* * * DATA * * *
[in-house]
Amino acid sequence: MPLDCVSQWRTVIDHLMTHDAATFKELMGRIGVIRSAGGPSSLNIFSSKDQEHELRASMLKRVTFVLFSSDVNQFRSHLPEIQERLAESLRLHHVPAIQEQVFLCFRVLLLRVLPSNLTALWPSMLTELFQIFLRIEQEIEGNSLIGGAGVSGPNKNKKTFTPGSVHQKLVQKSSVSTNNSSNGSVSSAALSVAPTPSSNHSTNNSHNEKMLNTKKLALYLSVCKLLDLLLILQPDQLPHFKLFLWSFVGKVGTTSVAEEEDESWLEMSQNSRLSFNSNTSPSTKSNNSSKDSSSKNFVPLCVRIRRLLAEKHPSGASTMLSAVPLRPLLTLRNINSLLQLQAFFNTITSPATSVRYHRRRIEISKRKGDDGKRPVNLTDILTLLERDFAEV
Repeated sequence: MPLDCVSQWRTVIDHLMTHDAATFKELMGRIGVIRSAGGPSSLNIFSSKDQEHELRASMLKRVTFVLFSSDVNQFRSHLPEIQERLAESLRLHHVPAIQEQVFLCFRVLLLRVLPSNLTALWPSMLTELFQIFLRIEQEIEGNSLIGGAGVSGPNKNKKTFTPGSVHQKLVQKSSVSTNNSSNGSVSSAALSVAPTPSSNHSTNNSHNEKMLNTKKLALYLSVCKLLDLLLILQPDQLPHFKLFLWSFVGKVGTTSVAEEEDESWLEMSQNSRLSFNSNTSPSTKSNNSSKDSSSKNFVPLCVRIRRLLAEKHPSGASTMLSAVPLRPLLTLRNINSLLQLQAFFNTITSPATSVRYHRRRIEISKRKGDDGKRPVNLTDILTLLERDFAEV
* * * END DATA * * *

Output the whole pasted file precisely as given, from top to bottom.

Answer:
[in-house]
Amino acid sequence: MPLDCVSQWRTVIDHLMTHDAATFKELMGRIGVIRSAGGPSSLNIFSSKDQEHELRASMLKRVTFVLFSSDVNQFRSHLPEIQERLAESLRLHHVPAIQEQVFLCFRVLLLRVLPSNLTALWPSMLTELFQIFLRIEQEIEGNSLIGGAGVSGPNKNKKTFTPGSVHQKLVQKSSVSTNNSSNGSVSSAALSVAPTPSSNHSTNNSHNEKMLNTKKLALYLSVCKLLDLLLILQPDQLPHFKLFLWSFVGKVGTTSVAEEEDESWLEMSQNSRLSFNSNTSPSTKSNNSSKDSSSKNFVPLCVRIRRLLAEKHPSGASTMLSAVPLRPLLTLRNINSLLQLQAFFNTITSPATSVRYHRRRIEISKRKGDDGKRPVNLTDILTLLERDFAEV
Repeated sequence: MPLDCVSQWRTVIDHLMTHDAATFKELMGRIGVIRSAGGPSSLNIFSSKDQEHELRASMLKRVTFVLFSSDVNQFRSHLPEIQERLAESLRLHHVPAIQEQVFLCFRVLLLRVLPSNLTALWPSMLTELFQIFLRIEQEIEGNSLIGGAGVSGPNKNKKTFTPGSVHQKLVQKSSVSTNNSSNGSVSSAALSVAPTPSSNHSTNNSHNEKMLNTKKLALYLSVCKLLDLLLILQPDQLPHFKLFLWSFVGKVGTTSVAEEEDESWLEMSQNSRLSFNSNTSPSTKSNNSSKDSSSKNFVPLCVRIRRLLAEKHPSGASTMLSAVPLRPLLTLRNINSLLQLQAFFNTITSPATSVRYHRRRIEISKRKGDDGKRPVNLTDILTLLERDFAEV